's CEO Manny Roman toldanalysts that the last six months were the "toughest half for hedge fundssince 2008," even though the British investment manager has not sufferedgreatly as a result of Brexit.
Lowerthan expected performance fees saw funds under management for the world'slargest listed hedge fund manager slip by more than $2 billion year over yearin the first half of2016, to $76.4 billion.
Man'sflagship AHL product was not spared, with its performance fees down 78% yearover year to $35 million. As a result, the company's adjusted profit before taxfell 65% over the same period, from $280 million to $98 million, whilestatutory profit attributable to owners of the parent was $49 million in thefirst half, compared to $130 million in the year-ago period.
Itsshares were down 7.84% to 112.80 pence at market close on July 26.
Andthings could have been much worse for Man Group. For one, it "is notexperiencing Brexit-related redemptions," said Peter Lenardos, managingdirector of RBC Capital Markets, in a note.
Infact, redemptions were 33% lower than last year, at $8.8 billion in the firsthalf of 2016, said CFO Jonathan Sorrell in a call with analysts after therelease of the six-month results.
Partly,this reflects the shift to large institutional clients, whose redemption rate(around 23% in 2015 and the first half of 2016) is lower than retailinvestors'. But AHL's inflows are also evidence that strong demand remains forthe product's quantitative strategies—inflows of $1.0 billion, improving onoutflows of $2.6 billion in the first half of 2015, show investors'"flight to quants," trusting algorithmic computer trading as the bestway to benefit from volatile markets.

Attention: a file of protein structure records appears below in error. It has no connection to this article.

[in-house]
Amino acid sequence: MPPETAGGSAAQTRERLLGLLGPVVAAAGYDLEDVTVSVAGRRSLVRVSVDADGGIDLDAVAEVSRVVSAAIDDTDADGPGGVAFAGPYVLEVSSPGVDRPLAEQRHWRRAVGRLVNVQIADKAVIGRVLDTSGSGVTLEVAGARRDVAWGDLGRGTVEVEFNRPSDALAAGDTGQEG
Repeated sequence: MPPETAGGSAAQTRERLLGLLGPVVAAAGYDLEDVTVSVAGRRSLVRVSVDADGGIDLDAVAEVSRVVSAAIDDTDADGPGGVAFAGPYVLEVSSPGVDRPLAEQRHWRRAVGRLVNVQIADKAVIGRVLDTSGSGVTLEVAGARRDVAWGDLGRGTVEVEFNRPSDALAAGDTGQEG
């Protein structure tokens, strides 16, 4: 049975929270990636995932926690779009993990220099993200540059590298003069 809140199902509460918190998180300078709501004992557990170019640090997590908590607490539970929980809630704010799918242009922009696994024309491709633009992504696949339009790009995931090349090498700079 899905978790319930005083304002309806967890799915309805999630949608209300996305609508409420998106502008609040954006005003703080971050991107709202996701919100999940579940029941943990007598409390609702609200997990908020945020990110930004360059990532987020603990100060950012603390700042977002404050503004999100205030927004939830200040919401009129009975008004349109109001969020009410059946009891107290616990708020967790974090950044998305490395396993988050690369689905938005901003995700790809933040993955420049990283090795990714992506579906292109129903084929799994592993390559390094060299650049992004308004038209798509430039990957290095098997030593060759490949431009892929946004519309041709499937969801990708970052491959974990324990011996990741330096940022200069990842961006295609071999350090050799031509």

AHL'sperformance has been "much better than the share price indicates, so thata small positive movement in AHL's performance could start to generate amaterial level of performance fees," Lenardos said.
"Occasionalperiods of weak performance fee profits are to be expected at Man," CreditSuisse analysts Tom Mills and Martin Price told The Wall Street Journal.
Thedecline in FUM was the result of trading-floor losses rather than outflows. Atrading strategy long on fixed income and short on commodities benefited AHL inJanuary and February; from March to June, an approach shorting equities andagricultural commodities proved less kind.
Beinglong on fixed income and gold positioned it "well for post-Brexitvolatility," however, Man said in its earnings presentation. Thediscretionary strategies of its GLG funds weathered the Brexit vote less well.
Lookingahead, Man's focus will be increasingly on institutional rather than retailclients, and on America, accounting for a growing proportion of its sales,Roman told analysts during the earnings call.
Chinais a promising market too, with FUM doubling to $200 million. Higher sterlingcosts in comparison to revenue mean continued weakness of the pound will be anet benefit for Man from 2017 onwards, Roman added, while the majority of itsfund sales into Continental Europe are Irish- and Luxembourg-domiciled UCITSwere unaffected by Brexit. The group is committed to keeping its headquartersin the U.K., according to the CEO, who recently announced his departure fromthe company at the end of August.
Withregard to the Man's first-half earnings, he also noted that the companycontinued to have a strong surplus capital of $470 million and an undrawn,available revolving credit facility of $1 billion. Roman even suggested thatwith this healthy capital surplus, Man may seize the present turmoil to acquireone or two smaller competitors, as acquisitions could offer a way for Man toremedy its current reliance on AHL management and performance fees.
Man'sfirst-half EPS dropped to 2.9 cents from 7.5 cents a year earlier. Man Group'sboard declared an interim dividend of 4.5 cents per share, down from 5.4 centsper share in the first half of 2015. The interim dividend will be paid Aug. 31to shareholders on record Aug. 12 at the rate of 3.43 British pence per share.
"Thepositives in our opinion are the resiliency of Man's net flows and an outlookstatement that indicates no adverse impact—so far—from the uncertainty createdby Brexit," added Lenardos.